Charles Foran,
Carolan's Farewell
(HarperCollins, 2005)

Any fan of Irish music knows that Turlough O'Carolan, the last of the great bards of Ireland, wandered the countryside, blind, in the company of a servant who led him from great house to great house, where he composed tunes for his patrons.

But Charles Foran gives the tale a personal touch in Carolan's Farewell, a fictional account based on some facts of Carolan's life, that focuses on the friendship that developed between Carolan (here called Terence) and his dutiful friend and guide, Owen Connor.

The story is set in 1737, during Carolan's final days. His health is failing, particularly after completing a difficult pilgrimmage and following a lifetime of rich foods and richer drinks. Before long, you'll know more about the bard's growing gastro-intestinal problems than you might have wanted.

The narrative sets the stage for a turbulent time in Ireland's history, and readers will learn a great deal about the issues and opinions of the time. But more importantly, it makes a flesh-and-blood figure of a legendary character.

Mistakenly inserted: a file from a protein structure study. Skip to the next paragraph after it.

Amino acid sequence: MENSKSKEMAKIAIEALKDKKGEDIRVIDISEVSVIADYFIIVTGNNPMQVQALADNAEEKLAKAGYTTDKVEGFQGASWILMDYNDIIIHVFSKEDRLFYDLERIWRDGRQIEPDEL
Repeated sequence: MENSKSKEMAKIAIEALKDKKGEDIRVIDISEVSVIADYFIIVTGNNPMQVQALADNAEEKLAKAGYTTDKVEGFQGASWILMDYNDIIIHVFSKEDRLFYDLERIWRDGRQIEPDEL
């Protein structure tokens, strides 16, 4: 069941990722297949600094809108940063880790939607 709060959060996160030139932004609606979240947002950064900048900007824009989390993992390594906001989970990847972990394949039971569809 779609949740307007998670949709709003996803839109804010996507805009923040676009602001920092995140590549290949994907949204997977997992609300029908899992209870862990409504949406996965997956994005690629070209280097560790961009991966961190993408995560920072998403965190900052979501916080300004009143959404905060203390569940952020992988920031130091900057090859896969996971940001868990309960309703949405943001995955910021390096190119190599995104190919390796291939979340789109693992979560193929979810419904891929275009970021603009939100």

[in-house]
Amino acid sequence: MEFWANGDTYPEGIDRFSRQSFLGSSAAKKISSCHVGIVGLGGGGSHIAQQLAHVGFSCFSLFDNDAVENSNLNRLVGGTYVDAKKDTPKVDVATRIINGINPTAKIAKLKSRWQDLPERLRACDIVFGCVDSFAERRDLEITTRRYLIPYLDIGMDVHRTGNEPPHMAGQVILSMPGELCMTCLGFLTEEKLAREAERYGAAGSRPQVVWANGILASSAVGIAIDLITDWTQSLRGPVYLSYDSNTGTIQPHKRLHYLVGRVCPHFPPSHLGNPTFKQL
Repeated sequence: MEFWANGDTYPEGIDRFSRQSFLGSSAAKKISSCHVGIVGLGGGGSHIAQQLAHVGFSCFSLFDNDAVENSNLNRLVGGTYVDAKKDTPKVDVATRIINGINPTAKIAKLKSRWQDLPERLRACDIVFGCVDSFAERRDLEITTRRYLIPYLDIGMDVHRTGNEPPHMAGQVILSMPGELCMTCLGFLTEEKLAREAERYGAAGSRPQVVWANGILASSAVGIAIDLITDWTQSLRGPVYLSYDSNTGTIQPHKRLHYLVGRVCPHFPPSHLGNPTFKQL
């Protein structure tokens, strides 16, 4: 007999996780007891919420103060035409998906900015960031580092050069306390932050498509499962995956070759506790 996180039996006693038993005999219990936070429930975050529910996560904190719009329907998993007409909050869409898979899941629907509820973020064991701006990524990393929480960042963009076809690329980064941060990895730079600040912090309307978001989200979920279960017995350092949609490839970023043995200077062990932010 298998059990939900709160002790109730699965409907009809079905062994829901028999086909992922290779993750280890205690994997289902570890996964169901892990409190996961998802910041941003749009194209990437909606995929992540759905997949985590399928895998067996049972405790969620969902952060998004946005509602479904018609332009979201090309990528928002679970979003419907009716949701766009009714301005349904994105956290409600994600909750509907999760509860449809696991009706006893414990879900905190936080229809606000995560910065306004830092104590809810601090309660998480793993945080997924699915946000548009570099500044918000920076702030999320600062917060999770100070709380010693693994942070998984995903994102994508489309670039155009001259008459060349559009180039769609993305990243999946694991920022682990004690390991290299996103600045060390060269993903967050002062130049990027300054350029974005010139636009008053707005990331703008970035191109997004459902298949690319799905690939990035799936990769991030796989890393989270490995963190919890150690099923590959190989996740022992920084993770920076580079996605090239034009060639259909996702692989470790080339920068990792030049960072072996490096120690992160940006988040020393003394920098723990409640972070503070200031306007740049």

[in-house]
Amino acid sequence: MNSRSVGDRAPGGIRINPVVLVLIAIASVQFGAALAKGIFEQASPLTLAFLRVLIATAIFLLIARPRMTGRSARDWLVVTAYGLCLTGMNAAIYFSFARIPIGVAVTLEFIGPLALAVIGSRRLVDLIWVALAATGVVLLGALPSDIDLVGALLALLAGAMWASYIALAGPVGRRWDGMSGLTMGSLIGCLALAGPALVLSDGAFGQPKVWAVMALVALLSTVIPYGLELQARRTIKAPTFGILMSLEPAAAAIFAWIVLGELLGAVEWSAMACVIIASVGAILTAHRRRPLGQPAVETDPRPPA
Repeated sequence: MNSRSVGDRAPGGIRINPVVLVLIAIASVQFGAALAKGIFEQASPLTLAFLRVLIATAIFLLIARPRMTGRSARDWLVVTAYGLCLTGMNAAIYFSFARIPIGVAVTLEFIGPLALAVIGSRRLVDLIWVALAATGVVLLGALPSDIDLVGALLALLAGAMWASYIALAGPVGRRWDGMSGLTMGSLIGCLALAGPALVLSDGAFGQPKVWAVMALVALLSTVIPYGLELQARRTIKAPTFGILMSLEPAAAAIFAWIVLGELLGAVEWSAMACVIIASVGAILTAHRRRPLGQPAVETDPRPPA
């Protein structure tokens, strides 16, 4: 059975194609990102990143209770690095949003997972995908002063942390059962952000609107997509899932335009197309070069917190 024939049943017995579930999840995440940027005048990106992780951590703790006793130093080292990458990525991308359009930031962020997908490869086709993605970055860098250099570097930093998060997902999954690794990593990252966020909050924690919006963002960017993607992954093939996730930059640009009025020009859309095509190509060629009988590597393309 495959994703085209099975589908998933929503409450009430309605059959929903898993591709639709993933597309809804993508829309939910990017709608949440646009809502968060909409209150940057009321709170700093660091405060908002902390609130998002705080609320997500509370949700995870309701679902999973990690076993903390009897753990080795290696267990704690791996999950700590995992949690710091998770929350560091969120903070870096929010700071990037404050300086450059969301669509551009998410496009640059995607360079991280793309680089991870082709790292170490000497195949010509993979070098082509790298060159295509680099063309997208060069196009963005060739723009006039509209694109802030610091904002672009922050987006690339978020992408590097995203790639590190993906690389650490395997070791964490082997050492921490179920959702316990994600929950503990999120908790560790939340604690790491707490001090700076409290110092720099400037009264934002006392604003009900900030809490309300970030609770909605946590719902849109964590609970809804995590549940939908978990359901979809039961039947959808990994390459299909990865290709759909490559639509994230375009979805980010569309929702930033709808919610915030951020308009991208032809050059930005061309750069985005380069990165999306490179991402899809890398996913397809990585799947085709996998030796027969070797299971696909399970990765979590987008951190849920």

Foran's Carolan is a deeply compassionate man who is inspired to make music by the world -- particularly the birds -- around him. But in his declining days, his memory sometimes fails him and the rigors of the road are harder to bear.

Owen is even more fully fleshed in this account, full of regrets for his own life as well as his master's, dreams of a future not likely to come to be, an unquenchable thirst for books and learning (even at someone else's expense) and an abiding respect and love for both Carolan and his music.

Carolan's Farewell is warm and deeply human, witty, dramatic and emotionally draining, a celebration of a life and an exploration of its mysteries. You can't know Carolan in a conventional sense, but this book allows you to know Carolan as he might have been, through actions and -- more importantly -- dialogue that flows like a harper's fingers over his strings.

If you'll excuse me, this book has put me in the mood for a tune.

review by
Tom Knapp

24 November 2007

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